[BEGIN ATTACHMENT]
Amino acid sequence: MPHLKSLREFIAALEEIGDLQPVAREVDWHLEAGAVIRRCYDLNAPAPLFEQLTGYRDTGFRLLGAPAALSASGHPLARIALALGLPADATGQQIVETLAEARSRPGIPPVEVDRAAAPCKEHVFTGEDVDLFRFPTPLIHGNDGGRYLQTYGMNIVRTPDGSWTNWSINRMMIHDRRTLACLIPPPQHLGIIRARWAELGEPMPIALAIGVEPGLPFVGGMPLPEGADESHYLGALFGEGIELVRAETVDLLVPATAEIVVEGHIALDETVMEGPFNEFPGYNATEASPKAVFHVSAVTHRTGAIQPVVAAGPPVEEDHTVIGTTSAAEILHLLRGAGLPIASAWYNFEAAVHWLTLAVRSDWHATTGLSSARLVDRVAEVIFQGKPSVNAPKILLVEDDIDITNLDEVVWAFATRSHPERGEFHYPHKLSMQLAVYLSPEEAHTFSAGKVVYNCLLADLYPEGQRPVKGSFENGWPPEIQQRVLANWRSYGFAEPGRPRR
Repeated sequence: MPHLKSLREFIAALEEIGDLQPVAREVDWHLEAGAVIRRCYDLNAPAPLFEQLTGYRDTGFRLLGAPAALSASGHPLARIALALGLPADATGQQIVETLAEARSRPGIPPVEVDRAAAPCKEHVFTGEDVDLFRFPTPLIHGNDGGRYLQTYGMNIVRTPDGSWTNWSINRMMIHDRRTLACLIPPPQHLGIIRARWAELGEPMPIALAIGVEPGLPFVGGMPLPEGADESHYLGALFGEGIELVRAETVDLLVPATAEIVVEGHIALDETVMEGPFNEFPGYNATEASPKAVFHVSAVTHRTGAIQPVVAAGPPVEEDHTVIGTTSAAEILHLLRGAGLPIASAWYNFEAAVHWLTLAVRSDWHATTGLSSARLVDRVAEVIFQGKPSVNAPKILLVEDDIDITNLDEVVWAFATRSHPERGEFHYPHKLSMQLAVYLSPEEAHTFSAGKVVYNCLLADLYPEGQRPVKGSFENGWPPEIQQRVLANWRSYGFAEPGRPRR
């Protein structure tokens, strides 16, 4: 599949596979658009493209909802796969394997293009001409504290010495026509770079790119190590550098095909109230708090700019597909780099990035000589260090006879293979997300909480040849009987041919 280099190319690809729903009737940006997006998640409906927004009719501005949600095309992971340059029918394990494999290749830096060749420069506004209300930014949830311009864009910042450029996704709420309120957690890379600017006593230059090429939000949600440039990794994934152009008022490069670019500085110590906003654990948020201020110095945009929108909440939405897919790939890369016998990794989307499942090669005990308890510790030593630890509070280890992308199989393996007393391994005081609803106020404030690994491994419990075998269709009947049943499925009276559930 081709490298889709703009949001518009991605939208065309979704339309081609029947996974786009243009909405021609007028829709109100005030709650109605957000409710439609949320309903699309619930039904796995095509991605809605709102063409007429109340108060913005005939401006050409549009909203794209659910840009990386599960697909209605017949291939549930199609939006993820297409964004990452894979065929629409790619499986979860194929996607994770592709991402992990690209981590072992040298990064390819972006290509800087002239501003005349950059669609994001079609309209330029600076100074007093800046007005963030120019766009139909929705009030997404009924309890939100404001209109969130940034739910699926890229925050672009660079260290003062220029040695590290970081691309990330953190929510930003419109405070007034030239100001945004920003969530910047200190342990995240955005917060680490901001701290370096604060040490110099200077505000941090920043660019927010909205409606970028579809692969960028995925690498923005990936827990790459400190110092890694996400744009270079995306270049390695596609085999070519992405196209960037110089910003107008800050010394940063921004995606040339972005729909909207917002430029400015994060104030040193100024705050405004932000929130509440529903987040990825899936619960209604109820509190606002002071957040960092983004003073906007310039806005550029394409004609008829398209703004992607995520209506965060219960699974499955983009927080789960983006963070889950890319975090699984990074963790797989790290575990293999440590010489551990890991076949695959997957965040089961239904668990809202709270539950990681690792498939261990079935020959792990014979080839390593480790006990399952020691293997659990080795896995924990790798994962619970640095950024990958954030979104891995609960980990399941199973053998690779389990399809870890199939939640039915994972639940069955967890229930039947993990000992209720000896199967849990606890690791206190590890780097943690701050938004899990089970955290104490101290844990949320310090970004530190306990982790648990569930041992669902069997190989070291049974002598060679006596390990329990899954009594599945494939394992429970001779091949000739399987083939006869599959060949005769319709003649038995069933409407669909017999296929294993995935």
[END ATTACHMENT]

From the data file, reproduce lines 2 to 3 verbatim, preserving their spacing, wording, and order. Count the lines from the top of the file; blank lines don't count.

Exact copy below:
Repeated sequence: MPHLKSLREFIAALEEIGDLQPVAREVDWHLEAGAVIRRCYDLNAPAPLFEQLTGYRDTGFRLLGAPAALSASGHPLARIALALGLPADATGQQIVETLAEARSRPGIPPVEVDRAAAPCKEHVFTGEDVDLFRFPTPLIHGNDGGRYLQTYGMNIVRTPDGSWTNWSINRMMIHDRRTLACLIPPPQHLGIIRARWAELGEPMPIALAIGVEPGLPFVGGMPLPEGADESHYLGALFGEGIELVRAETVDLLVPATAEIVVEGHIALDETVMEGPFNEFPGYNATEASPKAVFHVSAVTHRTGAIQPVVAAGPPVEEDHTVIGTTSAAEILHLLRGAGLPIASAWYNFEAAVHWLTLAVRSDWHATTGLSSARLVDRVAEVIFQGKPSVNAPKILLVEDDIDITNLDEVVWAFATRSHPERGEFHYPHKLSMQLAVYLSPEEAHTFSAGKVVYNCLLADLYPEGQRPVKGSFENGWPPEIQQRVLANWRSYGFAEPGRPRR
């Protein structure tokens, strides 16, 4: 599949596979658009493209909802796969394997293009001409504290010495026509770079790119190590550098095909109230708090700019597909780099990035000589260090006879293979997300909480040849009987041919 280099190319690809729903009737940006997006998640409906927004009719501005949600095309992971340059029918394990494999290749830096060749420069506004209300930014949830311009864009910042450029996704709420309120957690890379600017006593230059090429939000949600440039990794994934152009008022490069670019500085110590906003654990948020201020110095945009929108909440939405897919790939890369016998990794989307499942090669005990308890510790030593630890509070280890992308199989393996007393391994005081609803106020404030690994491994419990075998269709009947049943499925009276559930 081709490298889709703009949001518009991605939208065309979704339309081609029947996974786009243009909405021609007028829709109100005030709650109605957000409710439609949320309903699309619930039904796995095509991605809605709102063409007429109340108060913005005939401006050409549009909203794209659910840009990386599960697909209605017949291939549930199609939006993820297409964004990452894979065929629409790619499986979860194929996607994770592709991402992990690209981590072992040298990064390819972006290509800087002239501003005349950059669609994001079609309209330029600076100074007093800046007005963030120019766009139909929705009030997404009924309890939100404001209109969130940034739910699926890229925050672009660079260290003062220029040695590290970081691309990330953190929510930003419109405070007034030239100001945004920003969530910047200190342990995240955005917060680490901001701290370096604060040490110099200077505000941090920043660019927010909205409606970028579809692969960028995925690498923005990936827990790459400190110092890694996400744009270079995306270049390695596609085999070519992405196209960037110089910003107008800050010394940063921004995606040339972005729909909207917002430029400015994060104030040193100024705050405004932000929130509440529903987040990825899936619960209604109820509190606002002071957040960092983004003073906007310039806005550029394409004609008829398209703004992607995520209506965060219960699974499955983009927080789960983006963070889950890319975090699984990074963790797989790290575990293999440590010489551990890991076949695959997957965040089961239904668990809202709270539950990681690792498939261990079935020959792990014979080839390593480790006990399952020691293997659990080795896995924990790798994962619970640095950024990958954030979104891995609960980990399941199973053998690779389990399809870890199939939640039915994972639940069955967890229930039947993990000992209720000896199967849990606890690791206190590890780097943690701050938004899990089970955290104490101290844990949320310090970004530190306990982790648990569930041992669902069997190989070291049974002598060679006596390990329990899954009594599945494939394992429970001779091949000739399987083939006869599959060949005769319709003649038995069933409407669909017999296929294993995935």